All India Traders’ Federation to bring SME businesses online

Through the “CAIT Mastercard Globallinker” programme

Published - September 09, 2019 11:24 pm IST - COIMBATORE

The Confederation of All India Traders, which recently rolled out the “CAIT Mastercard Globallinker” programme, plans to bring online one lakh small and medium-scale businesses by October 31.

Tapping e-commerce opportunities

Secretary general of the Confederation of All India Traders (CAIT) Praveen Khandelwal told The Hindu on Sunday that the programme had several components that would enable SME traders to tap e-commerce opportunities. It has been estimated that the country had seven crore SME trade businesses. But only 35 % of these were computerised. The entire government structure - Central and State governments - was going online. So, the compliance should also be on the online platform.

“We thought we need to help the traders digitalise so that they sustain their businesses,” he said. These traders should be present on the e-commerce front apart from their offline stores. The digitalisation programme of the Confederation would enable the SME businesses to go online, facilitate e-payments, and support in the logistic needs. The Confederation had tied up with the common service centres, numbering about five lakh in the country, HDFC Bank, Mastercard, and also with some of the Universities.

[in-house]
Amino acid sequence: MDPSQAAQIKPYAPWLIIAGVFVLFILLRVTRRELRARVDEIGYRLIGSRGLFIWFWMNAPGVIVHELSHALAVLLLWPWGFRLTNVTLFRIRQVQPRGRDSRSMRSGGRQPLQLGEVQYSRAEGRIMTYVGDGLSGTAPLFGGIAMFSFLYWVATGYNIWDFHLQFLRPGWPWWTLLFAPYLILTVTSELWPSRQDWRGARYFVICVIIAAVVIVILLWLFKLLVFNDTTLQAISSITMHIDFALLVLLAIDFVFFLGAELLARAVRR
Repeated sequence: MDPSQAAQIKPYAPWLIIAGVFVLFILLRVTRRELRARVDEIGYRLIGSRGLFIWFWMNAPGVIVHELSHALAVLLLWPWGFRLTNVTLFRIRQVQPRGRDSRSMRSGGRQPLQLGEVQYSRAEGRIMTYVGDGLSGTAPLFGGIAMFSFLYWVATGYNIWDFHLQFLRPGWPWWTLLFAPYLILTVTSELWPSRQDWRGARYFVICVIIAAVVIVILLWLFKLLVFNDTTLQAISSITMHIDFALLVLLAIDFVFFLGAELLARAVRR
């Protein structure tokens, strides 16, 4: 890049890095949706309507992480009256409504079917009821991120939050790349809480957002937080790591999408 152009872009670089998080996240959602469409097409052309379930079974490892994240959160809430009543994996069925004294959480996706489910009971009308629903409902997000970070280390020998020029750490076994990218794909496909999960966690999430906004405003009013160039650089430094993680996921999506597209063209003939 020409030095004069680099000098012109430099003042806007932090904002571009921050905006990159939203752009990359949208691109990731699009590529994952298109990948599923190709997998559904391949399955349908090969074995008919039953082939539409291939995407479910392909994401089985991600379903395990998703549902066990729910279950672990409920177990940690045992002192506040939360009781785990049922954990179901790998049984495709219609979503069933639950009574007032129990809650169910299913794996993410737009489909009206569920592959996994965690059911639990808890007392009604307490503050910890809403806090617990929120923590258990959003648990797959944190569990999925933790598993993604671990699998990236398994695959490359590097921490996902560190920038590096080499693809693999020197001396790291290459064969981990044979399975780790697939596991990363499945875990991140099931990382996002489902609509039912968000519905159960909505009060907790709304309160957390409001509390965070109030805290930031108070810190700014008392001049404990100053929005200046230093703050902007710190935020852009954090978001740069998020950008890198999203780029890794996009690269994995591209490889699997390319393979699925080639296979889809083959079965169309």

“We are holding seminars, workshops, and conferences, and in the first phase will have 100 such events across the country. We plan to take one lakh SMEs on board by then for digitalisation,” he said.

These could be businesses with ₹ 10 lakh to ₹15 lakh turnover a year to those with ₹700 crore turnover a year. The outlet size can be as small as 500 sq.ft and the business can be wholesale or retail in any vertical. The Association had requested Global Linker, the technology partner for this programme, to create a system so that retail outlets within three or four km radius of a customer get better visibility when a customer searched for a product.

Further, in smaller towns and villages, it might be difficult for a trader to invest in a computer system and have someone to monitor the orders.

The CAIT has planned to have clusters of 30 traders each and have an entrepreneur who would support these traders in the online business. It has also appealed to the Union Government to provide subsidy or interest subvention to help the traders in rural areas and smaller towns buy computers. They can now use the common service centres to register and go online.

“Keeping in view the policies of the Government, it is imperative for traders to be on e-commerce,” Mr. Khandelwal said.

Chief Executive Officer of Global Linker Sameer Vakil added there were pre-packaged solutions in the programme that businesses can opt for and data analytical tools that would help the SMEs in the long run. Of late, many in the trading community were witnessing their next generation going for Corporate jobs. This was because they do not relate to the old way of doing business. The digitalisation programme would attract the younger generation to trading, create jobs, and provide a larger market to businesses.

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